Like many independent retailers of kitchenware, you may be wondering how to compete for a greater share of the billion-dollar wedding registry market as consumers become increasingly wrapped up in big-box store gift-giving. While the competition is unquestionably fierce, independents distinguish themselves with unparalleled, personalized service that has new generations of customers saying 'I do' want to register with my local kitchenware retailer.
Courting engaged couples for their registry business can be well worth the effort. According to The Knot Market Intelligence 2010 Bridal Registry Study, 1.5 million or 88 percent of engaged couples in the United States registered for gifts last year. The third-annual study from the media company that runs the top two wedding websites – TheKnot.com and WeddingChannel.com – further found that the average family member spends $146 on a wedding gift, while friends of the couple typically spend $79.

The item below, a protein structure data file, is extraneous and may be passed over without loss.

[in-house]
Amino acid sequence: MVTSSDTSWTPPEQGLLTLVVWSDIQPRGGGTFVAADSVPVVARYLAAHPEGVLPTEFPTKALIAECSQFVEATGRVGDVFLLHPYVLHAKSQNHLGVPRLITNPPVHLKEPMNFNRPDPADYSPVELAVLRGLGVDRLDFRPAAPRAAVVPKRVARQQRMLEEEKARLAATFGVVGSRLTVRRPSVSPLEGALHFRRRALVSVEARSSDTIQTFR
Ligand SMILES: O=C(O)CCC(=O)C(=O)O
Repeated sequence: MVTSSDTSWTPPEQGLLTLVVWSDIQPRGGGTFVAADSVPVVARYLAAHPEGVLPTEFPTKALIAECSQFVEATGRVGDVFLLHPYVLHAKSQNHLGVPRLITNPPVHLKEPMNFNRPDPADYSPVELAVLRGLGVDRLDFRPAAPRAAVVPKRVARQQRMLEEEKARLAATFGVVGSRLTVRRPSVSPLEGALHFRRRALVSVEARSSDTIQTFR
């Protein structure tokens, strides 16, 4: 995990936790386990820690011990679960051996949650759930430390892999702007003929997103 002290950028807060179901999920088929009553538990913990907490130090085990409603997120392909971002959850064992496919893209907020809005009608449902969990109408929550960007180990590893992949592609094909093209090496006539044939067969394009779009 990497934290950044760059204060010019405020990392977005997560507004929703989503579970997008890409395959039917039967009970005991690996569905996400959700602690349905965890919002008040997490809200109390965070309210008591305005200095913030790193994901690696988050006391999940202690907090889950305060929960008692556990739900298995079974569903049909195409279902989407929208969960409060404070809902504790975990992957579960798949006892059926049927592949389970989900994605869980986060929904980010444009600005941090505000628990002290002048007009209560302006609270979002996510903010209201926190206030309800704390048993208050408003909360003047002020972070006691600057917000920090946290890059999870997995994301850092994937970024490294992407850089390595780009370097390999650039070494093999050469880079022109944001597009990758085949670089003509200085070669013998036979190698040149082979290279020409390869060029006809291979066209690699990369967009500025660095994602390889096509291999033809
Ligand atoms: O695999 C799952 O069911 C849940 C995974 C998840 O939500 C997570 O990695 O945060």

For the last decade, cookware has topped china as the most favored registry item. The Knot study found that the average number of gifts a couple registers for is 151, with bakeware (91 percent) and kitchen appliances/electrics (90 percent) being the most popular registry selections.
The growth potential for independent retailers determined to build their cookware and high-end category sales through wedding registries is limitless. Successful specialty stores are expanding their registry business through a focus on outstanding customer service both for the engaged and their gift-givers, online and in-store incentives, and making the entire process convenient and enjoyable for all involved.
Good Things in Small Packages
Janis Johnson, president and founder of the Dallas, Texas-based Gourmet Catalog & Buying Group, a company dedicated to the success of independents by providing solutions to big-box advantages, has been a champion of mom-and-pop retailers for more than 30 years. She is a firm believer that there are benefits to being small and that independents can leverage those assets to win over customers with their bridal registries and beyond.